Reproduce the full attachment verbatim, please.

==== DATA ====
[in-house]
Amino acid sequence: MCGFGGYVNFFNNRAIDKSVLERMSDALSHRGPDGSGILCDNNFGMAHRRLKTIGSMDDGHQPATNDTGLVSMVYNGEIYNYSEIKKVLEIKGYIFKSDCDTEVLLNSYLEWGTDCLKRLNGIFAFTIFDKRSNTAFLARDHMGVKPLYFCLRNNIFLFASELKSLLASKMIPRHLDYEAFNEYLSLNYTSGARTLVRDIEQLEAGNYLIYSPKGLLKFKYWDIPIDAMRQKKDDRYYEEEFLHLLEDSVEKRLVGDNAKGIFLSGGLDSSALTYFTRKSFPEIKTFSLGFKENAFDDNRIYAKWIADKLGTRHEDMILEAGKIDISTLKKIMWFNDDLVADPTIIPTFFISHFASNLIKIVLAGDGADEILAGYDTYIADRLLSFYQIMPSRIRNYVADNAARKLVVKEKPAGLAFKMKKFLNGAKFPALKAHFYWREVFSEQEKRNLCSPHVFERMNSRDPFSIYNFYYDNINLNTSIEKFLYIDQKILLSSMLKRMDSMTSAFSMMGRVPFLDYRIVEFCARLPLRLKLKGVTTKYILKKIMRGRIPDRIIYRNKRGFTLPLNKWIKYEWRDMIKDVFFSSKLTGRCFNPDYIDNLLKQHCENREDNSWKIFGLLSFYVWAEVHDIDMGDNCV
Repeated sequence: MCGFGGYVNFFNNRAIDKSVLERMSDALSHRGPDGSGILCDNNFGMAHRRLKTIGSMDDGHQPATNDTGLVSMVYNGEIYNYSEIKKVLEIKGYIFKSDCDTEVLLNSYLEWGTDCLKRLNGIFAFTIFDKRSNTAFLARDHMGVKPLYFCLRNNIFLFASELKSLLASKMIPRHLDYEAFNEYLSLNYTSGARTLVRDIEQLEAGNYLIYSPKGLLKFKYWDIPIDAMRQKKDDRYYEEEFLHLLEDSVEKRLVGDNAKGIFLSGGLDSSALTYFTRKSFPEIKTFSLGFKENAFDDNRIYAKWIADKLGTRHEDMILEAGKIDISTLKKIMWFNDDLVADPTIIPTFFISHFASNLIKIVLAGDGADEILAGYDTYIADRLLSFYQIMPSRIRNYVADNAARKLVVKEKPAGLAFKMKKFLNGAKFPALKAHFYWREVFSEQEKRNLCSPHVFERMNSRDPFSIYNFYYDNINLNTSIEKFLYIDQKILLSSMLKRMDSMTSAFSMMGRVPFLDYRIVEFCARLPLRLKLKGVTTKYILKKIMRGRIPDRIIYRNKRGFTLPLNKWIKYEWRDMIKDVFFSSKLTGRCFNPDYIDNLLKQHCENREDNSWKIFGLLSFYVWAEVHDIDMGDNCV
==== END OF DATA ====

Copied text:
[in-house]
Amino acid sequence: MCGFGGYVNFFNNRAIDKSVLERMSDALSHRGPDGSGILCDNNFGMAHRRLKTIGSMDDGHQPATNDTGLVSMVYNGEIYNYSEIKKVLEIKGYIFKSDCDTEVLLNSYLEWGTDCLKRLNGIFAFTIFDKRSNTAFLARDHMGVKPLYFCLRNNIFLFASELKSLLASKMIPRHLDYEAFNEYLSLNYTSGARTLVRDIEQLEAGNYLIYSPKGLLKFKYWDIPIDAMRQKKDDRYYEEEFLHLLEDSVEKRLVGDNAKGIFLSGGLDSSALTYFTRKSFPEIKTFSLGFKENAFDDNRIYAKWIADKLGTRHEDMILEAGKIDISTLKKIMWFNDDLVADPTIIPTFFISHFASNLIKIVLAGDGADEILAGYDTYIADRLLSFYQIMPSRIRNYVADNAARKLVVKEKPAGLAFKMKKFLNGAKFPALKAHFYWREVFSEQEKRNLCSPHVFERMNSRDPFSIYNFYYDNINLNTSIEKFLYIDQKILLSSMLKRMDSMTSAFSMMGRVPFLDYRIVEFCARLPLRLKLKGVTTKYILKKIMRGRIPDRIIYRNKRGFTLPLNKWIKYEWRDMIKDVFFSSKLTGRCFNPDYIDNLLKQHCENREDNSWKIFGLLSFYVWAEVHDIDMGDNCV
Repeated sequence: MCGFGGYVNFFNNRAIDKSVLERMSDALSHRGPDGSGILCDNNFGMAHRRLKTIGSMDDGHQPATNDTGLVSMVYNGEIYNYSEIKKVLEIKGYIFKSDCDTEVLLNSYLEWGTDCLKRLNGIFAFTIFDKRSNTAFLARDHMGVKPLYFCLRNNIFLFASELKSLLASKMIPRHLDYEAFNEYLSLNYTSGARTLVRDIEQLEAGNYLIYSPKGLLKFKYWDIPIDAMRQKKDDRYYEEEFLHLLEDSVEKRLVGDNAKGIFLSGGLDSSALTYFTRKSFPEIKTFSLGFKENAFDDNRIYAKWIADKLGTRHEDMILEAGKIDISTLKKIMWFNDDLVADPTIIPTFFISHFASNLIKIVLAGDGADEILAGYDTYIADRLLSFYQIMPSRIRNYVADNAARKLVVKEKPAGLAFKMKKFLNGAKFPALKAHFYWREVFSEQEKRNLCSPHVFERMNSRDPFSIYNFYYDNINLNTSIEKFLYIDQKILLSSMLKRMDSMTSAFSMMGRVPFLDYRIVEFCARLPLRLKLKGVTTKYILKKIMRGRIPDRIIYRNKRGFTLPLNKWIKYEWRDMIKDVFFSSKLTGRCFNPDYIDNLLKQHCENREDNSWKIFGLLSFYVWAEVHDIDMGDNCV